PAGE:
Known as the TDI, the Golf's diesel offering consisted of a 1.9-liter turbodiesel inline-4, initially rated for 90 hp and capable of returning nearly 50 mpg on the highway. Golf TDI models sold from 2004-'06 had an updated version of the 1.9-liter that delivered 100 hp. Late in the model run, the limited-edition high-performance R32 was offered, sporting a 3.2-liter 240-hp VR6, all-wheel drive and tasteful body accents; it was sold only as a 2004 model.
Most folks shopping the used Volkswagen Golf market within these years, however, will probably be looking at the volume-seller Golfs (the GL and GLS trim levels), most of which were powered by an outdated two-valves-per-cylinder 2.0-liter four-cylinder engine. With just 115 hp -- compared to the 125-150-hp ratings of most peers -- and below-average fuel mileage, this power plant offered the worst of both worlds. Buyers looking at '99 models should note that both third- and fourth-generation Golfs were sold that year. Horsepower is the same, but the engines in the new Golfs had an upgraded cylinder head design for better low-end response.
If possible, we suggest looking for a fourth-gen Golf with either the 1.9-liter TDI or the 1.8-liter turbo instead. Note that Golf TDIs are relatively easy to find on the used car market, while four-door Golf 1.8T models may be hard to come by because of their short, two-year run. If you want the turbocharged 1.8-liter engine, you're more likely to find it in the two-door GTI.
Generally, our editors found this Golf to be a likable vehicle to drive. Compared to other economy cars or hatchbacks of the time, the VW Golf stood out because of its long list of standard features, high-quality cabin materials and generally fun-to-drive nature. Downsides included a high price when new (now largely negated by depreciation), the aforementioned 2.0-liter engine and mediocre reliability.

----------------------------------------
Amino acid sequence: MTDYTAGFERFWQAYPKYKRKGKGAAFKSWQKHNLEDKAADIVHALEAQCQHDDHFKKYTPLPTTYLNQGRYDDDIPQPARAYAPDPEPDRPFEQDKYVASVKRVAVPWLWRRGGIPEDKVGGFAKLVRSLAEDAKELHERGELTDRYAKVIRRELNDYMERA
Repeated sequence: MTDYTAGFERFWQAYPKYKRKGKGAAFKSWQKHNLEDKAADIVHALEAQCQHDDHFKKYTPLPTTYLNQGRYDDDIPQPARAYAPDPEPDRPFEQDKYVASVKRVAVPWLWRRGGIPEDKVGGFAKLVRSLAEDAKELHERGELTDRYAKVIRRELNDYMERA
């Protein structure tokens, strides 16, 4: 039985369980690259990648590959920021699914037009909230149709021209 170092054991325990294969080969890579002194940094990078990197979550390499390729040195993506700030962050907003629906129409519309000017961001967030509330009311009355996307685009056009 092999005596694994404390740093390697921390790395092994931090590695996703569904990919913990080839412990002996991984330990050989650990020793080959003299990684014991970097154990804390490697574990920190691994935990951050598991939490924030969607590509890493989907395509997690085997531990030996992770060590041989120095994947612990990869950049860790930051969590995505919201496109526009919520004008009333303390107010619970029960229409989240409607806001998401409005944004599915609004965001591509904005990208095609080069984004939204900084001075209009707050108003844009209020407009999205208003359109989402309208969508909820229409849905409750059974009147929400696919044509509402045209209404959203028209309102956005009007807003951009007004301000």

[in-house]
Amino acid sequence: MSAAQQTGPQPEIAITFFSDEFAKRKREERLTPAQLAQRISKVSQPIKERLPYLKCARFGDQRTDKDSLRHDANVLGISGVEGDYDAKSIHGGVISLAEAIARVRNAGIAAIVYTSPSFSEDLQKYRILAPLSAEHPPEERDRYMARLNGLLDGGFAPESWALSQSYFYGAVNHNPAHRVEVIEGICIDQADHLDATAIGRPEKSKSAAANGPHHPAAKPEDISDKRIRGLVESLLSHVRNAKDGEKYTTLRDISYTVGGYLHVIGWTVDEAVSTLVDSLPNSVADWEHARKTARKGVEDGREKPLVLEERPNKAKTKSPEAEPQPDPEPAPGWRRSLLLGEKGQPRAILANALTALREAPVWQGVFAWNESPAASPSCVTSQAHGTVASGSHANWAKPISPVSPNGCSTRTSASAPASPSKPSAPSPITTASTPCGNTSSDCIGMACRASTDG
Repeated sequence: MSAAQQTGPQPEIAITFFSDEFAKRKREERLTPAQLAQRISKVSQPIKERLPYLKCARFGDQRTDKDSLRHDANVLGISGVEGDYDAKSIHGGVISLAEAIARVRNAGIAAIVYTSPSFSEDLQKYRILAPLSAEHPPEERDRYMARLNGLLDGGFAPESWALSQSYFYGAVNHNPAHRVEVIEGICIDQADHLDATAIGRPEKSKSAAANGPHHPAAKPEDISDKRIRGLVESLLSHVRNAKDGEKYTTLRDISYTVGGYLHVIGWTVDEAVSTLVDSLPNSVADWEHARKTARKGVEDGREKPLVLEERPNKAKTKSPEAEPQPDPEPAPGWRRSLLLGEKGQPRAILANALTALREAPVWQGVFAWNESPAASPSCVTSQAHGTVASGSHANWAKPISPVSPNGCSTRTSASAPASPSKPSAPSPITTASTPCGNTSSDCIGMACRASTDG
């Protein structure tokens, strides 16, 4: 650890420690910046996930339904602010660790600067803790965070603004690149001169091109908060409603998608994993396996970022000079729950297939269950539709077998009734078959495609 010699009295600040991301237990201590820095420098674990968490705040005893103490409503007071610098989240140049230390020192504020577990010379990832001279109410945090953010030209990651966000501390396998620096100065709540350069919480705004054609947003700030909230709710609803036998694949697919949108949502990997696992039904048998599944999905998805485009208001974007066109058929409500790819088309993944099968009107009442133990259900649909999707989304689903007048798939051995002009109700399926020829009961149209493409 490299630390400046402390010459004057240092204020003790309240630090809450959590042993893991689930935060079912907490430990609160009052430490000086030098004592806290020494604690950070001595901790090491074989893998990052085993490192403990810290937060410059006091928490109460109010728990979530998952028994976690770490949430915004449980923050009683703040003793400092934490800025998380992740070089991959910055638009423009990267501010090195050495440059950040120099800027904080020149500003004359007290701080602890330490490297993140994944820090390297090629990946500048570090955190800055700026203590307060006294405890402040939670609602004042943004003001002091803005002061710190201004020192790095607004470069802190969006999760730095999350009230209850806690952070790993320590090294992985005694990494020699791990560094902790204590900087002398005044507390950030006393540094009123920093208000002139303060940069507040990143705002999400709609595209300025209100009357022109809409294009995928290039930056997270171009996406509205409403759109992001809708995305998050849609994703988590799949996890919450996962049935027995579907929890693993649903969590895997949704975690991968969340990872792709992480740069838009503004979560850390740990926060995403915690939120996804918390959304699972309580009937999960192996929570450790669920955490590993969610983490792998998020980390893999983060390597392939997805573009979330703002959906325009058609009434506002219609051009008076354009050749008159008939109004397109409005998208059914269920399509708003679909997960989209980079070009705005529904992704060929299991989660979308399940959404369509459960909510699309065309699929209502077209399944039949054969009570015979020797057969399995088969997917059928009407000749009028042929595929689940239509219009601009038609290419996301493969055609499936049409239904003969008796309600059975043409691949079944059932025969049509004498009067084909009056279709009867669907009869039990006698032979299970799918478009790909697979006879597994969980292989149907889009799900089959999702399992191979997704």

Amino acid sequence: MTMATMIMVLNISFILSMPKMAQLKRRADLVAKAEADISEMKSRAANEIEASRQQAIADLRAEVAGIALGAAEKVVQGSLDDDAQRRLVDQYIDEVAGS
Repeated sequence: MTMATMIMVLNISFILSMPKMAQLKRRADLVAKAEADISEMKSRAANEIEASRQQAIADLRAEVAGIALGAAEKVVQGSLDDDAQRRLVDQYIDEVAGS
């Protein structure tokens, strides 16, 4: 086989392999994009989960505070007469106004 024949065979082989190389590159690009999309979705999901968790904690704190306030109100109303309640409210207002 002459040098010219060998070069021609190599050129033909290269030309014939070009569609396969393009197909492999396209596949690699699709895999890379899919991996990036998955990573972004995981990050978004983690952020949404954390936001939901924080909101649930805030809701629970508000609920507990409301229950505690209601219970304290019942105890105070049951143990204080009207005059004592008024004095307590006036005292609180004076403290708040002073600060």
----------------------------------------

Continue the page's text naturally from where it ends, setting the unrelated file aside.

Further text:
The third generation of the VW Golf ran from 1993 to mid-1999 and sported a more cohesive design than past models, with monochromatic bumpers that blended into the body and a strong character line chiseled into the profile. The 115-hp 2.0-liter inline-4 was the volume engine, while the GTI offered the VR6, a narrow-angle 2.8-liter V6 that provided a thrilling 172 hp. Golf TDI models were offered intermittently during this generation, as VW had difficulty getting its 90-hp turbodiesel four-cylinder to meet U.S. emissions regulations. Although fun to drive, this generation of the Volkswagen Golf was notorious for spotty electrical problems. Notably, '93 Golfs can be hard to find, as a strike at the assembly plant limited sales to California and the New England states.
Spanning the years 1985-'92, the second generation of Volkswagen's Beetle replacement had a busier version of the previous Golf/Rabbit's basic styling. Power ranged from a 1.6-liter, 52-hp diesel to a 2.0-liter, 131-hp 16-valve inline-4 as seen in the GTI. Most Golfs from this era had a 1.8-liter four-cylinder. Initially, the 1.8-liter was listed at 85 hp, but it was later re-rated for 100. As this generation generally wasn't known for ultimate longevity, chances are slim of finding a choice example in the used car market.
By James Tate of MSN Autos
- Great gear ratios in the 5-speed manual
- Logical interior
- Gobs of space inside
- Europe gets even better engines
- Diesel commands a sizable premium
- DSG transmission available only with the diesel
What makes a small car great? Is it good looks? A high fun-to-drive factor? Awesome fuel economy?
Well, the new 2010 Volkswagen Golf hits the mark on all accounts, thanks to the addition of a frugal but torquey diesel engine that bumps fuel economy to 41 mpg on the highway.
Even more importantly in these financially trying times, you get it all at a price about the same as the previous model. Now that's a deal, no?
The 2010 Golf wears a number of suits to fit buyers' needs. Both the gasoline and diesel versions are available in 3-door and 5-door hatchback configurations. While both cars share a wheelbase and a rather spacious back seat, it goes without saying that getting in and out of the 5-door is much easier.